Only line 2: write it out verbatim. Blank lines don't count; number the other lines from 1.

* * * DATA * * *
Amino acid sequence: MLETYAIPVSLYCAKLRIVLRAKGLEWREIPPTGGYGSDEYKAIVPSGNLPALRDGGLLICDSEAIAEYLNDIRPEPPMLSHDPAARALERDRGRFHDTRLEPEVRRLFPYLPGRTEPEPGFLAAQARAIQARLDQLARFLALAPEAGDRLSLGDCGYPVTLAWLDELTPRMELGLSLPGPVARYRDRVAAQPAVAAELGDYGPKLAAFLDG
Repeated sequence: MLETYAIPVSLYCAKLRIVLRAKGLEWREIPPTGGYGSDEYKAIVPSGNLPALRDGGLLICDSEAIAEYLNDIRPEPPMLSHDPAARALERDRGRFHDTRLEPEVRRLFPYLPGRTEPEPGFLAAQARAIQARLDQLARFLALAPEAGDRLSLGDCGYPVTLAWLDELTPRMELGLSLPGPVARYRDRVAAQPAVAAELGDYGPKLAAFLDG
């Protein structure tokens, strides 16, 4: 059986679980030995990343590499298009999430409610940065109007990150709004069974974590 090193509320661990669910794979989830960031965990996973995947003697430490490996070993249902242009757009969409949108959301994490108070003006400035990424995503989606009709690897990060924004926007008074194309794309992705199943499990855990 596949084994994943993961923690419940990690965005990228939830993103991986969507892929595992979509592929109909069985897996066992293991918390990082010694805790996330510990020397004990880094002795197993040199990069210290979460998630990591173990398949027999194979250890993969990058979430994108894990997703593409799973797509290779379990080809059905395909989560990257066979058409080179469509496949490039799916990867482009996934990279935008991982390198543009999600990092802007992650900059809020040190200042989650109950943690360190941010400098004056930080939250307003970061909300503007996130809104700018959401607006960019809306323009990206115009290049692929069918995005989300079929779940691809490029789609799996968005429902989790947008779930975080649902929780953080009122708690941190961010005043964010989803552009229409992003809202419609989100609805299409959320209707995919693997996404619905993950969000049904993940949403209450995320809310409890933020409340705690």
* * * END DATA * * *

Repeated sequence: MLETYAIPVSLYCAKLRIVLRAKGLEWREIPPTGGYGSDEYKAIVPSGNLPALRDGGLLICDSEAIAEYLNDIRPEPPMLSHDPAARALERDRGRFHDTRLEPEVRRLFPYLPGRTEPEPGFLAAQARAIQARLDQLARFLALAPEAGDRLSLGDCGYPVTLAWLDELTPRMELGLSLPGPVARYRDRVAAQPAVAAELGDYGPKLAAFLDG